Web Server

Having the ability to host a filesystem in indexeddb, and work with it via a shell, the next thing I needed was a way to serve and execute these files in the browser. I spent a long time trying to figure out a way to leverage networking, ZMODEM, or some other protocol out of the Linux VM to the browser, so I could interact with what was running within the VM. In the end, this seemed like a dead-end, and I decided it made more sense to simply serve these files in response to network requests. The browser already knows how to parse and render web technologies, so there's no point trying to do better.

I'd actually built a few versions of this for Mozilla's Thimble in the past. My first iteration used Blob URLs and regex to rewrite HTML, CSS, and JS files, swapping relative paths to files in the filesystem for functioning Blob URLs. Once Service Workers were more widely supported in browsers, I rewrote things to use proper network requests for URLs, which got content from the database instead of the network.

For this, my third iteration, I used Workbox to simplify my Service Worker code, and then created some simple routing to watch for URLs using /fs/ and then satisfy them with content from the filesystem. The fact that indexeddb is accessible in both window and worker contexts make sharing data this way really easy.

The only extra thing I did this time was to spend some time reducing the size of the code necessary to maintain the list of MIME types I need in my server. Previously I've used mime-db and mime-types, which are comprehensive, but massive to include in a browser. In the end I wrote some code to build my own, browser-mime.

My solution was to use Puppeteer to process every MIME type in mime-db, one by one, and create empty files of each type to see if the browser would parse/render them, or instead offer to download them. I found that I was able to use the Navigation Timing API to determine whether a page load occurred (i.e., the browser knew how to process this type), or if the stream was simply downloaded to the user's OS (i.e., type not supported by the browser). This info allowed me to come up with a much reduced MIME db that I can bundle with my Service Worker, and which only includes things the browser is likely to parse/render, letting everything else get downloaded as an application/octet-stream.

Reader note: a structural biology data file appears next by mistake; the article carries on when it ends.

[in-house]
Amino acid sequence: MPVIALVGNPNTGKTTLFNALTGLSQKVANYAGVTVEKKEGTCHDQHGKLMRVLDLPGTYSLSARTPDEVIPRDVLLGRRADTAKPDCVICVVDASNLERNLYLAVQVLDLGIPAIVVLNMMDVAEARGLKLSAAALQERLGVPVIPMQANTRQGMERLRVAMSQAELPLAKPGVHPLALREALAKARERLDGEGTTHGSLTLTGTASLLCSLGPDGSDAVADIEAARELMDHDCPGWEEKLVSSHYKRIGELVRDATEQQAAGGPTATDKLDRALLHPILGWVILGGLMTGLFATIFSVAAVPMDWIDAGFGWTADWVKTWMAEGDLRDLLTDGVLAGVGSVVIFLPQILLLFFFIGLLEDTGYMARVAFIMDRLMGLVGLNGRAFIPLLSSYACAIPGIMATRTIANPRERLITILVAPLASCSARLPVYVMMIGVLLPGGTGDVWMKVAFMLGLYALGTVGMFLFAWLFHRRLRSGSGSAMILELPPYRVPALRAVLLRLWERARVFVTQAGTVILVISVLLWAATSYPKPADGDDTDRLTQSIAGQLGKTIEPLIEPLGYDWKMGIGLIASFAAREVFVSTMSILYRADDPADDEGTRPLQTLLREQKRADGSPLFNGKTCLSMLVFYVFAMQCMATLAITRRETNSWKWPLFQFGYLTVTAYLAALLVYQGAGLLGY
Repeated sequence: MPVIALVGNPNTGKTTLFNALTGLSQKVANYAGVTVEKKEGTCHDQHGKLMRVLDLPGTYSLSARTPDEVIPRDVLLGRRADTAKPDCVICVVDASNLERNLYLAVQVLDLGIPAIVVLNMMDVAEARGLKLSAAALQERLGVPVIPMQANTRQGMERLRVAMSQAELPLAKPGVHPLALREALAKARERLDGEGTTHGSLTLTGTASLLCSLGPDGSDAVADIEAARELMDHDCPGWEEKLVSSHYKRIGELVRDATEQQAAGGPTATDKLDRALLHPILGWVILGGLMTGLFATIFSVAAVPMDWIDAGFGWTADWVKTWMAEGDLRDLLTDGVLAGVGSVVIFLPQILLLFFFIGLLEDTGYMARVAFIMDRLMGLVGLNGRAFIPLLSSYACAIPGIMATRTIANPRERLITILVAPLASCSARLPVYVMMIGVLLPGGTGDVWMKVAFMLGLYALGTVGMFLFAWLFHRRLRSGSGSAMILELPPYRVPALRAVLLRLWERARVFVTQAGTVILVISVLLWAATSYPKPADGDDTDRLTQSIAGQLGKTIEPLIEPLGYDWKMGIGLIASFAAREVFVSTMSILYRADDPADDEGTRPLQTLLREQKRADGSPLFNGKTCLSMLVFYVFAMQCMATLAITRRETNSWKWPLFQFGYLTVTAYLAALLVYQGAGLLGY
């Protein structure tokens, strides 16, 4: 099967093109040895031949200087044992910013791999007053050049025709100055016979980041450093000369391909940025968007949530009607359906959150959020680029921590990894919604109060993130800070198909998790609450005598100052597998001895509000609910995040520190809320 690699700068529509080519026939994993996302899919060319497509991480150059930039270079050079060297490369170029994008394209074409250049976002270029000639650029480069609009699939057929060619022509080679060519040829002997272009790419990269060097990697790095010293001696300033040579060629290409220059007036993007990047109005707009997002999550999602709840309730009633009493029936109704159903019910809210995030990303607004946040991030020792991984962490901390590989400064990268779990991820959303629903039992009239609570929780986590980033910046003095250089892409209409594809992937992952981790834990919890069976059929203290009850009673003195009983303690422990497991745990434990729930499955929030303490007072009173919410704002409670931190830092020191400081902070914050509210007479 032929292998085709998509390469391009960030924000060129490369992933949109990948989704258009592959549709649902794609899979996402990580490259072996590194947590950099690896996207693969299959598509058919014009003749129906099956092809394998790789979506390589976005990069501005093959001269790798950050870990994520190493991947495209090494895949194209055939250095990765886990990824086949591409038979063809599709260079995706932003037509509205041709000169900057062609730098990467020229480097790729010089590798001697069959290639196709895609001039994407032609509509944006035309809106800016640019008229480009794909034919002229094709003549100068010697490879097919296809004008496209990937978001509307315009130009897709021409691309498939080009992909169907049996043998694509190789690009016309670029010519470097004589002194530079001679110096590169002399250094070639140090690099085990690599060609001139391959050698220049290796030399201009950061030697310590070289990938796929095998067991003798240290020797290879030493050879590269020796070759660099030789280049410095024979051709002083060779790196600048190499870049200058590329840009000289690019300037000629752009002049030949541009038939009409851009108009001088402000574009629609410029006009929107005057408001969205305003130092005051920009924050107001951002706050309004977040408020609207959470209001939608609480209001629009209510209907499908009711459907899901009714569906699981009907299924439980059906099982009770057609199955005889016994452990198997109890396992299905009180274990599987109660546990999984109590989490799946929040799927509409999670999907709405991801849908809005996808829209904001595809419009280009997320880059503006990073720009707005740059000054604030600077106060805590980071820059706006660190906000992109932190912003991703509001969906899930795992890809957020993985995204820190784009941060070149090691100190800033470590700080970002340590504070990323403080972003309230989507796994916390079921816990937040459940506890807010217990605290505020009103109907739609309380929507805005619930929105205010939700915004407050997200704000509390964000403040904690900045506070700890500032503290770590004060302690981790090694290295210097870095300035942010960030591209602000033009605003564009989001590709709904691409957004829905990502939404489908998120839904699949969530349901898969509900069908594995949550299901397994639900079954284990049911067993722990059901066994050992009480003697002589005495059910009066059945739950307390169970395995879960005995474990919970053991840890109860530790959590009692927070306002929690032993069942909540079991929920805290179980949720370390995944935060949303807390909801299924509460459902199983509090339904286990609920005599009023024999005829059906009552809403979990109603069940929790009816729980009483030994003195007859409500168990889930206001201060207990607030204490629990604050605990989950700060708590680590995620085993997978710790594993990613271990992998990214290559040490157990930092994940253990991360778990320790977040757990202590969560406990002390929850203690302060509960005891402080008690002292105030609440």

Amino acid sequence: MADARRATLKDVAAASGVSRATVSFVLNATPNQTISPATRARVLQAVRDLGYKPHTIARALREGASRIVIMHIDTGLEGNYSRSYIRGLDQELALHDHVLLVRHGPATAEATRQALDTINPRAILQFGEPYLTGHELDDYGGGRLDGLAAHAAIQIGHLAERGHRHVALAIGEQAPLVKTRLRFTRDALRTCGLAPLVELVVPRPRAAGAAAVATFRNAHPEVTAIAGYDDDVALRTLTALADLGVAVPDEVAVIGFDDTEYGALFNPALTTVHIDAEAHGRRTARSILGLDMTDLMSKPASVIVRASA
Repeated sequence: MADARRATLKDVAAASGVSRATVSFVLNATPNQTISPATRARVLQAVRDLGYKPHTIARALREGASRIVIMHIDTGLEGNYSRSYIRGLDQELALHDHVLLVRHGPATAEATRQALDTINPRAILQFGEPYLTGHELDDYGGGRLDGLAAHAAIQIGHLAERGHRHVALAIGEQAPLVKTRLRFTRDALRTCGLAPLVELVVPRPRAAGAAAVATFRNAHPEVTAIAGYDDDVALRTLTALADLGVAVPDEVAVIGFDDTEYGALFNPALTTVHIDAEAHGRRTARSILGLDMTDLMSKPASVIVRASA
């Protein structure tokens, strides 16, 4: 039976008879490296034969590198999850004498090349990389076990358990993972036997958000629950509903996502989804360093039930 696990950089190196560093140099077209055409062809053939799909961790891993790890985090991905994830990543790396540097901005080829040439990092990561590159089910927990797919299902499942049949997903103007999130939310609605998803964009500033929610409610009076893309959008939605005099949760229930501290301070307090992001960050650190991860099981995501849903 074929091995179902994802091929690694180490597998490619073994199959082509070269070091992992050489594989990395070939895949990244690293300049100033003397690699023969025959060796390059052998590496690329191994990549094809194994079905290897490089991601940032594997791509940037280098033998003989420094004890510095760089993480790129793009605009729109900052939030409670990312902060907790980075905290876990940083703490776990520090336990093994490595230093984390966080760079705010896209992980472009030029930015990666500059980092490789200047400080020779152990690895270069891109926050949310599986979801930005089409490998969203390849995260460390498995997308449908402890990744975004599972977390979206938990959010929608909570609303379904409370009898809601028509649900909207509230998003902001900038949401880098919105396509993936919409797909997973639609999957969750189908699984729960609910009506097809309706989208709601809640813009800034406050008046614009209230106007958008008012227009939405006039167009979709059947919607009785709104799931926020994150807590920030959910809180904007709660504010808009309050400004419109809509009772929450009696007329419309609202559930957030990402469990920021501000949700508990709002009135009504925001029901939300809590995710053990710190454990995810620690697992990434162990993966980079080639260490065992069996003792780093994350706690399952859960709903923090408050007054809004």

In the end, this is the solution to a problem you don't have. I get that. And yet, it was so much fun to get working, I had to share it with you. I love making browsers do new tricks. I wanted to put this page together to show what's possible by connecting some of the different things I've been thinking about and working on, specifically:

The techniques I've outlined above are only going to become more realistic as we move forward. WebAssembly is pushing the limits of what's possible in the browser yet again. Running complex code like VMs in the browser is going to get faster. For example, a few weeks ago jor1k got a WASM CPU rewrite.

Being able to use the same page to create, edit, serve, and execute code seems like an idea that could have many interesting uses. It wouldn't be hard to hook up a few more "editor" apps to this site, and have them all share the same filesystem. You could even run them out of the filesystem if that made sense. Combine this with any of the various web p2p protocols for sharing data between browsers, and you could build some really cool and useful applications.

If you're interested in the potential of a browser filesystem, you should get in touch. I'd love to keep doing more with Filer, I think it has so much potential. Right now it's just a side passion, but I'd love for it to be more.

Thanks for checking this out. If you have thoughts you can let me know on GitHub.

David Humphrey (@humphd), April 2019.